Efforts against human trafficking have improved some with time, but the widespread epidemic continues. Curacao and other foreign governments are fighting to stop this crime — a consistent battle that requires consistent efforts to eradicate it. Human trafficking in Curacao is a complex issue with no set solution; some are making progress across the globe. Many organizations are directing their resources towards human trafficking task forces and prevention. Understanding human trafficking, its origin, prevention and progress are the first steps to becoming an advocate.
Human Trafficking: The Basics
More than 35% of the world’s population currently lives on less than $2.00 a day. There are “2.5 billion children, women and men are at risk for human trafficking.” Curacao identified only three victims of trafficking in 2019, compared to 44 in 2018. This is not a result of improvement. The government of Curacao is not doing enough to find and help victims. Prosecution for traffickers is in place; however, without investigations to find abusers, it’s useless.
Human trafficking is a form of modern-day slavery that uses force, coercion or fraud to exploit sex or labor from victims. The three most common types of human trafficking are sex trade, forced labor and domestic servitude. Any person is at risk of trafficking, yet women and children are disproportionately involved with sex trafficking. “Women and girls make up 80% of the people trafficked.”
It Begins With Poverty
Curacao’s economy relies heavily on tourism, succumbing to frequent changes that explain its 25% poverty rate. This has gotten worse with COVID-19 and travel restrictions. This resulted in a 19.1% unemployment rate in 2020. Poverty is dangerous in itself and brings more threats to safety.
Women and girls are the main targets of sex trafficking in Curacao. According to the Trafficking in Persons Report, they come from countries such as Venezuela, Curaçao and the Dominican Republic. “Bar owners recruit women and girls to work as waitresses or ‘trago girls’, and subsequently, force them into commercial sex.” Individuals faced with poverty struggle to meet necessities, making them extremely vulnerable to human traffickers. Acknowledging poverty and its direct link to sex or labor trafficking vulnerability is the first step of dismantling it.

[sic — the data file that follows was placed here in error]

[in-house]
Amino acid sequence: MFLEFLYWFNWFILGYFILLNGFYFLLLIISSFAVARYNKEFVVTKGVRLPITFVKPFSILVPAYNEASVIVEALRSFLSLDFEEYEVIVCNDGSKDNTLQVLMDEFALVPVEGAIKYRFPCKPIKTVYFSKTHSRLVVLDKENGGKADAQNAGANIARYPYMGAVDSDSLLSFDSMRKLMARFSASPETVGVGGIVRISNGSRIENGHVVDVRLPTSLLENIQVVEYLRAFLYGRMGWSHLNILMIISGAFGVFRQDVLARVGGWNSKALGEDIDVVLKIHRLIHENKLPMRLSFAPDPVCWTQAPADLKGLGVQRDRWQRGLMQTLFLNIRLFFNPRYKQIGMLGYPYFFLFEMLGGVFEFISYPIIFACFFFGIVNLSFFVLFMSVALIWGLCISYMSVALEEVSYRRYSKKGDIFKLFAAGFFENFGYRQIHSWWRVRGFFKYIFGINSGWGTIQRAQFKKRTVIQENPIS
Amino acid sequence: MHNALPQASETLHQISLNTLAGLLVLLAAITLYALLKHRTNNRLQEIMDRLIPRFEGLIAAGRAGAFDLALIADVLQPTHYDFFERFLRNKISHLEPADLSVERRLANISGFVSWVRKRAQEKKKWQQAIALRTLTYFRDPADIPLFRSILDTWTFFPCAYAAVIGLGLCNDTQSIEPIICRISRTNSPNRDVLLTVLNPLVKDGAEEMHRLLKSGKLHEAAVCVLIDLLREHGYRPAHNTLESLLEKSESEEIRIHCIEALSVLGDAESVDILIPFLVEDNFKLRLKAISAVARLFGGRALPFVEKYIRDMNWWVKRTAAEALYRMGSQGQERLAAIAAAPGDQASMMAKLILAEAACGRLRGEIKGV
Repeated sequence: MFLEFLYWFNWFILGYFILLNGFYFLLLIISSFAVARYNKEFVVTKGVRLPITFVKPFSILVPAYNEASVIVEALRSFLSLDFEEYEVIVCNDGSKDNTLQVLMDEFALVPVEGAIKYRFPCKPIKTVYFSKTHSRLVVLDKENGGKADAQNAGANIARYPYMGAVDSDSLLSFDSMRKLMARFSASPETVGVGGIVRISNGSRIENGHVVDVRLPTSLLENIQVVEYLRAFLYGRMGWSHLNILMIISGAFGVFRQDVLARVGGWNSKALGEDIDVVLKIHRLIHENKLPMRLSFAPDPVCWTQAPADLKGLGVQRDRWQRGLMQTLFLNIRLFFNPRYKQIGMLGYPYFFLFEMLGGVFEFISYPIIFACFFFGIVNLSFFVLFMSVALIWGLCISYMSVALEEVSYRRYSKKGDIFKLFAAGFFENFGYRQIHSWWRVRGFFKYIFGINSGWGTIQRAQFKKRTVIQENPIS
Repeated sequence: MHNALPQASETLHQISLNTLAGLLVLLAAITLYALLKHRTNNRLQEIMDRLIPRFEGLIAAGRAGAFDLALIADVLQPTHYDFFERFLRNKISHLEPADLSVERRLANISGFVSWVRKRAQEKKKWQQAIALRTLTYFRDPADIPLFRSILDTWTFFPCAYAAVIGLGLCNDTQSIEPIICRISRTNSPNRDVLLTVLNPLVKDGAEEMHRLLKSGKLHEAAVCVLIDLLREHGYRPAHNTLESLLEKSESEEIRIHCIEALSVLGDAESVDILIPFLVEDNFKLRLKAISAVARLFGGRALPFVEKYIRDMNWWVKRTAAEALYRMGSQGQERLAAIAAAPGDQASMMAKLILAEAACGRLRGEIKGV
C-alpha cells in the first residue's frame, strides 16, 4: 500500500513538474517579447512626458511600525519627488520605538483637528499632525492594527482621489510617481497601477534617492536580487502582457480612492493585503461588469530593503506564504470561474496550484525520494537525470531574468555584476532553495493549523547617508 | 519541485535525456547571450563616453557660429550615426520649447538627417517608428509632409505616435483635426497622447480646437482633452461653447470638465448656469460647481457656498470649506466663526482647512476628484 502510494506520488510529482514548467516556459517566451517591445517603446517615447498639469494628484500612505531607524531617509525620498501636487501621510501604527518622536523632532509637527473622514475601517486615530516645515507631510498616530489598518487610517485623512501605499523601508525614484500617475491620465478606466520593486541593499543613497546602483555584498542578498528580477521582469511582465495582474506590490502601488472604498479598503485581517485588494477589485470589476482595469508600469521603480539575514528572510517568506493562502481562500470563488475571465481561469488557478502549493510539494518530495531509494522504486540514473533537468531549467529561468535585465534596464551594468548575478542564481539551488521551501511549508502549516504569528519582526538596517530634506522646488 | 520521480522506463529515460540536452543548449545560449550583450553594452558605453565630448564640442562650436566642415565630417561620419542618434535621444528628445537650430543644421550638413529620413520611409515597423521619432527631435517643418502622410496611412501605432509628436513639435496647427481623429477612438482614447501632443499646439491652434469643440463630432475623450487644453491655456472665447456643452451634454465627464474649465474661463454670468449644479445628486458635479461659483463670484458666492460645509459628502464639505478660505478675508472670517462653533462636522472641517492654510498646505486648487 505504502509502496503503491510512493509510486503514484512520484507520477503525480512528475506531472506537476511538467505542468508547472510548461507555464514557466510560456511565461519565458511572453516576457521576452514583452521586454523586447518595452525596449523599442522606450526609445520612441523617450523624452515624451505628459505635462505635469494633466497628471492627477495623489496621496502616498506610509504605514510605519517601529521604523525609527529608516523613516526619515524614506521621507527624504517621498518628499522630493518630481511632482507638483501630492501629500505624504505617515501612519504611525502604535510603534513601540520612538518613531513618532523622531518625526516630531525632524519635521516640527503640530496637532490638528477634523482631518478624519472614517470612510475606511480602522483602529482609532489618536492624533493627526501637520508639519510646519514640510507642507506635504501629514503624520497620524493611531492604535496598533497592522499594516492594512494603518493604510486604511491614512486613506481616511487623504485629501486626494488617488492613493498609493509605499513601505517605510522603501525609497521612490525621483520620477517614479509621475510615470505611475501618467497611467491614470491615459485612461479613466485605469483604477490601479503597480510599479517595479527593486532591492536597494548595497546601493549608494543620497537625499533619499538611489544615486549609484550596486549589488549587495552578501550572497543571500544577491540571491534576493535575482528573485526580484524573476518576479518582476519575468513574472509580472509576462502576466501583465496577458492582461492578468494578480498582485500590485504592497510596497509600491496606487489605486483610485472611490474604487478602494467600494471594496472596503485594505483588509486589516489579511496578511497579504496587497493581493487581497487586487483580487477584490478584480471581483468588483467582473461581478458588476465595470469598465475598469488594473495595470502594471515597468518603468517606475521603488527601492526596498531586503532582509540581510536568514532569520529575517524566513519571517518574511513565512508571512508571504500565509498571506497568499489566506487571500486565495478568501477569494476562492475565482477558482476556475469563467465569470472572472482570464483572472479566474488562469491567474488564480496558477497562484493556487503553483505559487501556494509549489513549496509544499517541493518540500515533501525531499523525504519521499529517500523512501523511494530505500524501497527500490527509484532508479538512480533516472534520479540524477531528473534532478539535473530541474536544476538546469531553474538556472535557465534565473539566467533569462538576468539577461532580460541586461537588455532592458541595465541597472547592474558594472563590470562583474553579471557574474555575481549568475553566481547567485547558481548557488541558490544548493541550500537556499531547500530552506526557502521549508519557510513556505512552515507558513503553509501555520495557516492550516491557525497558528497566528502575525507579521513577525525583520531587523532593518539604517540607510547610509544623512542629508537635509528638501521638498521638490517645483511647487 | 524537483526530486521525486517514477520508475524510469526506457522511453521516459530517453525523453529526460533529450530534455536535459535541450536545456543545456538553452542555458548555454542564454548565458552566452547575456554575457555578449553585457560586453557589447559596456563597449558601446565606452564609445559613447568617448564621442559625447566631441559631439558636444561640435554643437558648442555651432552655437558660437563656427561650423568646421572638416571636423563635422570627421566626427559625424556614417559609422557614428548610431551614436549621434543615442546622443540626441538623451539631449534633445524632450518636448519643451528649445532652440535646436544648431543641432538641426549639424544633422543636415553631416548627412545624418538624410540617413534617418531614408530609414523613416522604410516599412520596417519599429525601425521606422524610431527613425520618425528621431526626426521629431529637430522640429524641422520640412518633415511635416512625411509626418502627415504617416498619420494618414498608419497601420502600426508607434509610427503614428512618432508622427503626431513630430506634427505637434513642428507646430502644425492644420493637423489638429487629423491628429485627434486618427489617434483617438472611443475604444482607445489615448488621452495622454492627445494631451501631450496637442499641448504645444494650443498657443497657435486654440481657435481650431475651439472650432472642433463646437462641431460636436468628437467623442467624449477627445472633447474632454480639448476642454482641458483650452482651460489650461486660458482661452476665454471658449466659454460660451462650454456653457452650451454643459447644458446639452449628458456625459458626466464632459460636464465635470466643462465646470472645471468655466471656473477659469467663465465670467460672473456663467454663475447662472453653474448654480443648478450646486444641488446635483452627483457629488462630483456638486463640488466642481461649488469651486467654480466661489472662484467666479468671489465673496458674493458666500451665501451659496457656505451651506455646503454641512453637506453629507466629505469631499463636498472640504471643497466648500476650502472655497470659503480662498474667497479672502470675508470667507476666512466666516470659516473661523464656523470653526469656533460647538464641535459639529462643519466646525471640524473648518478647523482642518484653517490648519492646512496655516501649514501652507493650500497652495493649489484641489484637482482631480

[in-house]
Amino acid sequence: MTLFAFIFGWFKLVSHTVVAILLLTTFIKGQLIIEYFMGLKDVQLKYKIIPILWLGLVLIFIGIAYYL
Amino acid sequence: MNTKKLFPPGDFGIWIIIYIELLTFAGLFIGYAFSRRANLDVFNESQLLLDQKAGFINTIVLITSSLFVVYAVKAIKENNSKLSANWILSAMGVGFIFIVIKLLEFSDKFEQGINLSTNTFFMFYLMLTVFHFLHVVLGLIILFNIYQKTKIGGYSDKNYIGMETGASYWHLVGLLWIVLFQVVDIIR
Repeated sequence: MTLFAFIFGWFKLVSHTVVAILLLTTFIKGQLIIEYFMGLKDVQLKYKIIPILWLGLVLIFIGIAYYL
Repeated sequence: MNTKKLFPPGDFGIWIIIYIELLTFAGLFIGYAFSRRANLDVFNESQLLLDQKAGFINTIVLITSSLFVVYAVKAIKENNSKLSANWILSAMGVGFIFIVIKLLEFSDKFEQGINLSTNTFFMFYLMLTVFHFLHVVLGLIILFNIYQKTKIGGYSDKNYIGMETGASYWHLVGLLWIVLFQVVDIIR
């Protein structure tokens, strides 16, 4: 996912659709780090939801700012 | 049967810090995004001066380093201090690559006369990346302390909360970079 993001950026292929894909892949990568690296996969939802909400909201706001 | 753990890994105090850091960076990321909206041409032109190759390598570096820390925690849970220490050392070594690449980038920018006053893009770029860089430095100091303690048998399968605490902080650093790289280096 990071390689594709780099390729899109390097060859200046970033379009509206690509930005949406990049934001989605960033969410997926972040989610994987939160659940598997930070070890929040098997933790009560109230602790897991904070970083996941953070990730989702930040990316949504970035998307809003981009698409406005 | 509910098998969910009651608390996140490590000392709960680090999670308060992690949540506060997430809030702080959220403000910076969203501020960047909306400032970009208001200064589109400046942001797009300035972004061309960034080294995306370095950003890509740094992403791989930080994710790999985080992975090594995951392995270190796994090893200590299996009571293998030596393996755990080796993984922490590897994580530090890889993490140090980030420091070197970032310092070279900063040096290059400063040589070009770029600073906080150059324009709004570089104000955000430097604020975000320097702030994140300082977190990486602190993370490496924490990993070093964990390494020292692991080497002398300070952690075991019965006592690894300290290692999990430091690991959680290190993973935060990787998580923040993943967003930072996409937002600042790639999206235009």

This Caribbean island, part of the Kingdom of the Netherlands, is on the Tier 2 Watchlist for human trafficking. This ranking shows efforts being made while still not meeting minimum standards of elimination. The primary reason for the country’s underperformance is a lack of funding since the implementation of its written plan would meet minimum standards. Curacao’s government also lacks adequate protection, prosecution and prevention.
Trafficking affects locals and tourists in Curacao. In 2019, displaced Venezuelans who were working illegally and overstaying their visas held a high risk of trafficking in Curacao. The Kingdom of the Netherlands’ involvement is crucial for anti-trafficking efforts, which puts it in a position of leadership and funding. The Netherlands is responsible for foreign policy in Curacao, Aruba and St. Maarten.
It Is a Global Effort
Countries should work together as a team to fight human trafficking. Due to these crimes’ international occurrence, it is every country’s responsibility to do its part. Interpol, the global police organization, works exclusively to prevent international crime, making it a significant activist. Operation Libertad, coordinated by the Interpol Global Task Force on Human Trafficking, joined forces with 13 different countries, including Curacao. It rescued nearly 350 victims of sexual and labor exploitation in 2018. Interpol exemplified how creating a platform is powerful. It has more than 500 participating police officers arresting traffickers. Efforts and projects like Operation Libertad are in progress around the world.
Other methods of improvement are underway such as training and educational seminars. In 2021, the Dutch Caribbean Islands underwent training from the U.S. Department of Justice Human Trafficking Prosecution Unit, solidifying the communal cooperation to fight human trafficking. The Global Alliance Against Trafficking in Women (GAATW) pushes for legislation to combat trafficking with “more than 80 non-government organizations,” including the Netherlands. Many more organizations exist and each plays an essential part in eliminating human trafficking in Curacao.
How to End Human Trafficking in Curacao?
The U.S. Department of State gives 20 different ways one can help fight human trafficking. Human trafficking in Curacao will improve with time and energy. Global efforts present a hopeful future for trafficking victims, yet significant measures are the only to ensure such. Understanding human trafficking, its origin, prevention and progress are the first step of becoming an advocate.
– Anna Montgomery